Last week, the U.N. banned distracted driving by its 40,000 employees joining the U.S. and other countries around the world in a war against distracted driving.
Online PR News – 25-May-2010 – – HOUSTON, May 24, 2010 -- The war against distracted driving is going global.
Last week, United Nations (U.N.) Secretary General Ban Ki-moon and senior representatives from the U.S. and Russia appeared at the U.N. headquarters to launch a global effort to address distracted driving. Secretary Ban was joined for the announcement by U.S. Ambassador Susan Rice, U.S. Transportation Secretary Ray LaHood, Russian Ambassador Vitaly Churkin and Jennifer Smith, President of FocusDriven, a victims’ advocacy organization based in the U.S.
In addition, Secretary General Ban has barred the organization’s 40,000-plus employees from texting behind the wheel while driving U.N.-owned vehicles. The U.N. action follows U.S. President Barack Obama signing an Executive Order last fall prohibiting nearly four million U.S. government employees from texting while operating government-owned cell phones, vehicles or while on official business.
Distracted driving – driving while texting or talking on the cell phone – is already recognized as an horrific safety issue in the U.S. The National Highway Traffic Safety Administration reports that more than 6,000 fatalities and half a million injuries occur annually as a result of distracted driving.
The global numbers are even more staggering. There are approximately 600 million passenger vehicles on the road today and 4.6 billion cell phone subscriptions. According to the World Health Organization (WHO), 1.3 million lives are claimed every year as a result of car accidents, or one death every 30 seconds. That agency estimates that car accidents will climb from the ninth to the fifth leading cause of death worldwide by 2030. The vast majority of road crashes result from preventable driver behavior.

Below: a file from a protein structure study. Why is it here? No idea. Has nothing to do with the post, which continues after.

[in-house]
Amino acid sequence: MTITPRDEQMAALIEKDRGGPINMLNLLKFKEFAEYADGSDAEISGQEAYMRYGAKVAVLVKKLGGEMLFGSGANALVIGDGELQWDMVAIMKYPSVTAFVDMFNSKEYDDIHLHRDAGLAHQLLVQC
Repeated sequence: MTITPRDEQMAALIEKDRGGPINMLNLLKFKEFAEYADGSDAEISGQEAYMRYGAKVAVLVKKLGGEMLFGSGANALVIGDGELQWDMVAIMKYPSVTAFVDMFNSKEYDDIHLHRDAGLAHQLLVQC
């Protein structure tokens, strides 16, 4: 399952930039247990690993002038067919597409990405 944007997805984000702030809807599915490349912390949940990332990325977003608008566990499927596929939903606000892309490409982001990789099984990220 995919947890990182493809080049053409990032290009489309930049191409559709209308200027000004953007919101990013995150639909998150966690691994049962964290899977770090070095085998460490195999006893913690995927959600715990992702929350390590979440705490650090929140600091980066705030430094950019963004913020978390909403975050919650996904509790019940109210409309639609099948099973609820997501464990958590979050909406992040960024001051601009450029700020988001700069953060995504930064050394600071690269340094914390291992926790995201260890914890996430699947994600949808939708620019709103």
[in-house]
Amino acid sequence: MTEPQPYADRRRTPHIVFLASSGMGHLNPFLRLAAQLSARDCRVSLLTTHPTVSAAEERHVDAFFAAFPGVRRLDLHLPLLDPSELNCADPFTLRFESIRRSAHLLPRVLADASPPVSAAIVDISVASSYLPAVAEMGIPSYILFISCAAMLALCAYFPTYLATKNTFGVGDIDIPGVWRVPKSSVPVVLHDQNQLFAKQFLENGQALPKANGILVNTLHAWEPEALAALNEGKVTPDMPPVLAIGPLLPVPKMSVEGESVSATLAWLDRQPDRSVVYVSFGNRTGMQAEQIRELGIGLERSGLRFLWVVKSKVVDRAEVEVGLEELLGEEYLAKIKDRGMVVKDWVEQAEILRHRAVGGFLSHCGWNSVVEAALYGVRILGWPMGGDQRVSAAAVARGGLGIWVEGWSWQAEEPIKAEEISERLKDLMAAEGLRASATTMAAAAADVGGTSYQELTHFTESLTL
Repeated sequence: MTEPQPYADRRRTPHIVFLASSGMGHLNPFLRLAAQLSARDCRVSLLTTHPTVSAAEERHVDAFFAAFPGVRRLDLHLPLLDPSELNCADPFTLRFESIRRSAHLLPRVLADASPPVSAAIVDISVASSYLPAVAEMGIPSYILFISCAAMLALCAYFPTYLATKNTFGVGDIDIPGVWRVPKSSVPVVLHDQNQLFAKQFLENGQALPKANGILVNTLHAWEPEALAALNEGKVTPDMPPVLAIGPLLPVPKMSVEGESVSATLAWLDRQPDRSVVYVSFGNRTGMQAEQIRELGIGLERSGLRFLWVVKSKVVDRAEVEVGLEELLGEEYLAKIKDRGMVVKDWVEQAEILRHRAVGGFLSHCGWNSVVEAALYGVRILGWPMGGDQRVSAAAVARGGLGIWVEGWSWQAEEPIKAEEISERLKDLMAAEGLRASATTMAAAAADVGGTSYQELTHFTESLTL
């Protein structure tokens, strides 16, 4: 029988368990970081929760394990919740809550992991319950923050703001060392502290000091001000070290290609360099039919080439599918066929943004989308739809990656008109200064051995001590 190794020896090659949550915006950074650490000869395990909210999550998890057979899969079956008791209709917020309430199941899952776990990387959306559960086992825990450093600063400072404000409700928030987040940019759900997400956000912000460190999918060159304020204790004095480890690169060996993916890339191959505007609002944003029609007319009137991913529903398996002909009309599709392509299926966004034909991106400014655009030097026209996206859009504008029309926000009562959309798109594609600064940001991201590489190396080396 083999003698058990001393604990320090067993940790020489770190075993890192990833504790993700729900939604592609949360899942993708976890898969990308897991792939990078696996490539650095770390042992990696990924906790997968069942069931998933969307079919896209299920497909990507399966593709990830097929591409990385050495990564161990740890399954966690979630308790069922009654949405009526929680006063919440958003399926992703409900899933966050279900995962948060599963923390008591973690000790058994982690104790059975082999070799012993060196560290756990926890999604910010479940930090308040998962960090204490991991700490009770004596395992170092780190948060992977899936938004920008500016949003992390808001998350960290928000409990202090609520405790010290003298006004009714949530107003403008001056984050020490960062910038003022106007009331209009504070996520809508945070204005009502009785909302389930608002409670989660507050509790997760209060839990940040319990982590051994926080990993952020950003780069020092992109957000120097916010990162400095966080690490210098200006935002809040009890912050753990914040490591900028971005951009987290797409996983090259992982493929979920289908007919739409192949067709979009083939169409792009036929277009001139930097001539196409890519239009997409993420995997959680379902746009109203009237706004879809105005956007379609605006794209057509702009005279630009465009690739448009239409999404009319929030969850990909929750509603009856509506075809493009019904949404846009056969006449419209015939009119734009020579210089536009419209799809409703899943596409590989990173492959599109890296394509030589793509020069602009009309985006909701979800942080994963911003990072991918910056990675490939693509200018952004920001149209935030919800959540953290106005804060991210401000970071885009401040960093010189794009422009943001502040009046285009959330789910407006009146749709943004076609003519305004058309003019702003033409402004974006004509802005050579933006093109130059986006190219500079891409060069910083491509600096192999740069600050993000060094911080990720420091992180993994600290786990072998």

“Distracted driving kills,” says Houston car accident attorney Jim S. Adler. “Actions by global agencies such as the United Nations send the vitally important message to drivers here and abroad to ‘hang up and drive.’”
Adler noted that a number of states have already moved to ban distracted driving. Seven states have outright bans on using any handheld cell phone while driving (California, Connecticut, New Jersey, New York, Oregon, Utah and Washington) as do the District of Columbia and the U.S. Virgin Islands. Wireless headsets are banned for young drivers (under 18 or 21, depending on the state) in 21 states and D.C. Twenty-three states and D.C. ban text messaging for all drivers; nine other states ban it for minors and/or new drivers.
Adler said these actions parallel those by many governments. To date, 32 countries – including Russia, Brazil, France, Japan, Jordan, Portugal, Spain, Taiwan, the United Kingdom and Canada -- have passed laws that restrict drivers’ use of handheld devices. Portugal has outlawed all phone use – hand-held or hands-free – in the driver’s seat